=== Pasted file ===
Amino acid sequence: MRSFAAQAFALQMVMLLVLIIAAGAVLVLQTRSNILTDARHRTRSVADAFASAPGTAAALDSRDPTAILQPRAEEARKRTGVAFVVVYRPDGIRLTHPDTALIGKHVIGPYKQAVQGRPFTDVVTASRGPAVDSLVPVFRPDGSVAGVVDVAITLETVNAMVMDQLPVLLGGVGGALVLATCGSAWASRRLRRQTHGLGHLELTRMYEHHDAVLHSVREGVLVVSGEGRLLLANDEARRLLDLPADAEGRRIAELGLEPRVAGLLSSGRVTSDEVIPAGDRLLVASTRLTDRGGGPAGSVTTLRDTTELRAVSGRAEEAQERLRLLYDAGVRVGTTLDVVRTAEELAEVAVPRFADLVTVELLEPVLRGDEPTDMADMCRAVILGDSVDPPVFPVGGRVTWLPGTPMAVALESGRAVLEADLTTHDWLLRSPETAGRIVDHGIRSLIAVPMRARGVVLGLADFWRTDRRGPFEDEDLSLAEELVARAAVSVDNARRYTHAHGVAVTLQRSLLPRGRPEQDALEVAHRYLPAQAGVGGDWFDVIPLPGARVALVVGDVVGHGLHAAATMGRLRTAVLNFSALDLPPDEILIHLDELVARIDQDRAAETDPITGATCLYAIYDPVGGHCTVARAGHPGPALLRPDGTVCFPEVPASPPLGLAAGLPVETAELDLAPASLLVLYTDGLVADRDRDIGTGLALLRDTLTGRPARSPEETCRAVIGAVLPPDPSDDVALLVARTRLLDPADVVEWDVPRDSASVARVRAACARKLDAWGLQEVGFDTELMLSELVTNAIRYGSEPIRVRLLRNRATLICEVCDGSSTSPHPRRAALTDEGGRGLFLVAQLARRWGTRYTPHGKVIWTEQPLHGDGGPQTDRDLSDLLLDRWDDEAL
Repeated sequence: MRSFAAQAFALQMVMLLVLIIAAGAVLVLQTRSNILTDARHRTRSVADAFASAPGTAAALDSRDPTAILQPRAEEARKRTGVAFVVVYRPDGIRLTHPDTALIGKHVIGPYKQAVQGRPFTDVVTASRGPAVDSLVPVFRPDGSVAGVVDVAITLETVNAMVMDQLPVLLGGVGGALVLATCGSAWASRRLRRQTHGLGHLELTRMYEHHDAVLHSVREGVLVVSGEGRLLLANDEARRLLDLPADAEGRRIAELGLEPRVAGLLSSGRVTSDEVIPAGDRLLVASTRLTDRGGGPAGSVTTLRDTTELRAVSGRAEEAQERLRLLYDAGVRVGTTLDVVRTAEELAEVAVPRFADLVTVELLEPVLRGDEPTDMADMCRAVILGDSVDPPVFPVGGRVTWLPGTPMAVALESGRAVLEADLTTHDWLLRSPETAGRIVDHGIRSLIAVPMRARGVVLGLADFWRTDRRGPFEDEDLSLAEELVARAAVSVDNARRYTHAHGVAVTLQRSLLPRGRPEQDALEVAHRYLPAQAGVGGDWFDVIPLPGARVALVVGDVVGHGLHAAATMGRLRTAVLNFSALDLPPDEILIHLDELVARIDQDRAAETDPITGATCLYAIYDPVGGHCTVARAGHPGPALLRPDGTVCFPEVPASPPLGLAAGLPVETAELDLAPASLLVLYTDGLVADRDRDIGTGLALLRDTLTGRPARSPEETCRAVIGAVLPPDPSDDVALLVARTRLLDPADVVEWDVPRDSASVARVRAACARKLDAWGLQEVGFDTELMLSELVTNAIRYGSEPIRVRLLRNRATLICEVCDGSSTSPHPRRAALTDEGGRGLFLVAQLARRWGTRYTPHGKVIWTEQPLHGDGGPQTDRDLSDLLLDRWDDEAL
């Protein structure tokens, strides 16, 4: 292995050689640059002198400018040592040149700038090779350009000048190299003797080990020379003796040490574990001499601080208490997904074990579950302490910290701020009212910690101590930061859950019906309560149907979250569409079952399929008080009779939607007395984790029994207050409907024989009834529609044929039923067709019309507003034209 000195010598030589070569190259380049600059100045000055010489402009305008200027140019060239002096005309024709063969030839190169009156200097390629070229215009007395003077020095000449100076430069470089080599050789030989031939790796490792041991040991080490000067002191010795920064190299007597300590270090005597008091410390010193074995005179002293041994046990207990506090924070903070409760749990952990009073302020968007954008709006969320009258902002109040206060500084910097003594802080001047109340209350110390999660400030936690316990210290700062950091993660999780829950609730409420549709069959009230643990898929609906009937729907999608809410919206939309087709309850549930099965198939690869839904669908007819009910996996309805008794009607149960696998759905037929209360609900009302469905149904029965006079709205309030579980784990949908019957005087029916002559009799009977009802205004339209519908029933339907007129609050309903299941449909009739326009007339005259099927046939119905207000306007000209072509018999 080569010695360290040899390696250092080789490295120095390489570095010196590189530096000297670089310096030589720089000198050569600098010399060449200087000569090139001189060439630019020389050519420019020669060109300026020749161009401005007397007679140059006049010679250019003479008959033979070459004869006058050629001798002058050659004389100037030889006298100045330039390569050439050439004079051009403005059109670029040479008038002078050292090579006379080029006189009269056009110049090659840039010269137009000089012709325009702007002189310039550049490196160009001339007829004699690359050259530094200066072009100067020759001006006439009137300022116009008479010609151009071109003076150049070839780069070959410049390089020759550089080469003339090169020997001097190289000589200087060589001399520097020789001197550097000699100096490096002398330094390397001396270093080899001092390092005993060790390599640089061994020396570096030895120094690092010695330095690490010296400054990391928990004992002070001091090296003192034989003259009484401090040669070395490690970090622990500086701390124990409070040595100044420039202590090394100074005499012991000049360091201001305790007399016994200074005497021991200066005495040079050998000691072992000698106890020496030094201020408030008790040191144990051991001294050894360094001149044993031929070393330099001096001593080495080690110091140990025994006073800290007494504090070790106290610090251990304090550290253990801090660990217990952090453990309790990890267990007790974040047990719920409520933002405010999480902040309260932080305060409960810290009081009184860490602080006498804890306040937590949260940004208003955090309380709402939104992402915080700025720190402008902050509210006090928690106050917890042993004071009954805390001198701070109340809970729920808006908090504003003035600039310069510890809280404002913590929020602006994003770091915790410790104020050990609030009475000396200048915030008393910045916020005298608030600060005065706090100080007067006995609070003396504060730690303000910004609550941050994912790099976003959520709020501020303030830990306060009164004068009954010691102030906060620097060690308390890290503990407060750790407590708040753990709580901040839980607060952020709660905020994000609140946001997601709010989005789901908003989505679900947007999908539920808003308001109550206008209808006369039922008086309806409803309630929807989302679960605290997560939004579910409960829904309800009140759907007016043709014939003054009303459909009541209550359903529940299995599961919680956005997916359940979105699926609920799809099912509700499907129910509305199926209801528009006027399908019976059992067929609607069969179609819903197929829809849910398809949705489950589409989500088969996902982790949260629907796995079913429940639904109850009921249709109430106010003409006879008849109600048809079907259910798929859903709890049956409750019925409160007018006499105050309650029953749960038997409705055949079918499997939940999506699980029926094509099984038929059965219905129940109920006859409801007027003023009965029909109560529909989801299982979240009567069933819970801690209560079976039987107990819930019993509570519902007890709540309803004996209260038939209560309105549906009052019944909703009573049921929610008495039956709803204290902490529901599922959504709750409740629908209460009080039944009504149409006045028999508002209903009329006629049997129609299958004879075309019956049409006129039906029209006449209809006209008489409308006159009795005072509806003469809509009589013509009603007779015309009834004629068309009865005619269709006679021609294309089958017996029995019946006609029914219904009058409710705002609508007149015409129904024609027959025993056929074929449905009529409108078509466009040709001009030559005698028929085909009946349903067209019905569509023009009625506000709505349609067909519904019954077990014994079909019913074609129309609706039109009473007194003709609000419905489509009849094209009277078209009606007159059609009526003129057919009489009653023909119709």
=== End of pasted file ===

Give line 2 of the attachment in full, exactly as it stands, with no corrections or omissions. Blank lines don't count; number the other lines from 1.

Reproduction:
Repeated sequence: MRSFAAQAFALQMVMLLVLIIAAGAVLVLQTRSNILTDARHRTRSVADAFASAPGTAAALDSRDPTAILQPRAEEARKRTGVAFVVVYRPDGIRLTHPDTALIGKHVIGPYKQAVQGRPFTDVVTASRGPAVDSLVPVFRPDGSVAGVVDVAITLETVNAMVMDQLPVLLGGVGGALVLATCGSAWASRRLRRQTHGLGHLELTRMYEHHDAVLHSVREGVLVVSGEGRLLLANDEARRLLDLPADAEGRRIAELGLEPRVAGLLSSGRVTSDEVIPAGDRLLVASTRLTDRGGGPAGSVTTLRDTTELRAVSGRAEEAQERLRLLYDAGVRVGTTLDVVRTAEELAEVAVPRFADLVTVELLEPVLRGDEPTDMADMCRAVILGDSVDPPVFPVGGRVTWLPGTPMAVALESGRAVLEADLTTHDWLLRSPETAGRIVDHGIRSLIAVPMRARGVVLGLADFWRTDRRGPFEDEDLSLAEELVARAAVSVDNARRYTHAHGVAVTLQRSLLPRGRPEQDALEVAHRYLPAQAGVGGDWFDVIPLPGARVALVVGDVVGHGLHAAATMGRLRTAVLNFSALDLPPDEILIHLDELVARIDQDRAAETDPITGATCLYAIYDPVGGHCTVARAGHPGPALLRPDGTVCFPEVPASPPLGLAAGLPVETAELDLAPASLLVLYTDGLVADRDRDIGTGLALLRDTLTGRPARSPEETCRAVIGAVLPPDPSDDVALLVARTRLLDPADVVEWDVPRDSASVARVRAACARKLDAWGLQEVGFDTELMLSELVTNAIRYGSEPIRVRLLRNRATLICEVCDGSSTSPHPRRAALTDEGGRGLFLVAQLARRWGTRYTPHGKVIWTEQPLHGDGGPQTDRDLSDLLLDRWDDEAL